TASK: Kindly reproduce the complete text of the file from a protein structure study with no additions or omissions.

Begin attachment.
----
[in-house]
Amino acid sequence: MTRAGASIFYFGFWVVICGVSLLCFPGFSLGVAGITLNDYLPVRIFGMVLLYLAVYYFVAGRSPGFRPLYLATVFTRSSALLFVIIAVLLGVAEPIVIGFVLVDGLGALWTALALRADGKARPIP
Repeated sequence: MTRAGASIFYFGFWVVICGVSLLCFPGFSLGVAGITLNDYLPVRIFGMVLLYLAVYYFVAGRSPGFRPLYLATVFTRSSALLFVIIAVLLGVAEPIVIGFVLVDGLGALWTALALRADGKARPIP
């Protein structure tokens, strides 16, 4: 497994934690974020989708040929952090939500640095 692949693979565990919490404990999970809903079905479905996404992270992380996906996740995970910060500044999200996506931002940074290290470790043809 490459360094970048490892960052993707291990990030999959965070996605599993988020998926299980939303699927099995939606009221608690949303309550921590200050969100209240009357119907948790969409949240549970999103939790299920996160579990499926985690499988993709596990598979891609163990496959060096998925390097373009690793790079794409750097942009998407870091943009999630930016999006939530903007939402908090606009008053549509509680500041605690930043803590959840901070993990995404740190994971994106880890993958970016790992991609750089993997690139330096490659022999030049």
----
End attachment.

[in-house]
Amino acid sequence: MTRAGASIFYFGFWVVICGVSLLCFPGFSLGVAGITLNDYLPVRIFGMVLLYLAVYYFVAGRSPGFRPLYLATVFTRSSALLFVIIAVLLGVAEPIVIGFVLVDGLGALWTALALRADGKARPIP
Repeated sequence: MTRAGASIFYFGFWVVICGVSLLCFPGFSLGVAGITLNDYLPVRIFGMVLLYLAVYYFVAGRSPGFRPLYLATVFTRSSALLFVIIAVLLGVAEPIVIGFVLVDGLGALWTALALRADGKARPIP
């Protein structure tokens, strides 16, 4: 497994934690974020989708040929952090939500640095 692949693979565990919490404990999970809903079905479905996404992270992380996906996740995970910060500044999200996506931002940074290290470790043809 490459360094970048490892960052993707291990990030999959965070996605599993988020998926299980939303699927099995939606009221608690949303309550921590200050969100209240009357119907948790969409949240549970999103939790299920996160579990499926985690499988993709596990598979891609163990496959060096998925390097373009690793790079794409750097942009998407870091943009999630930016999006939530903007939402908090606009008053549509509680500041605690930043803590959840901070993990995404740190994971994106880890993958970016790992991609750089993997690139330096490659022999030049």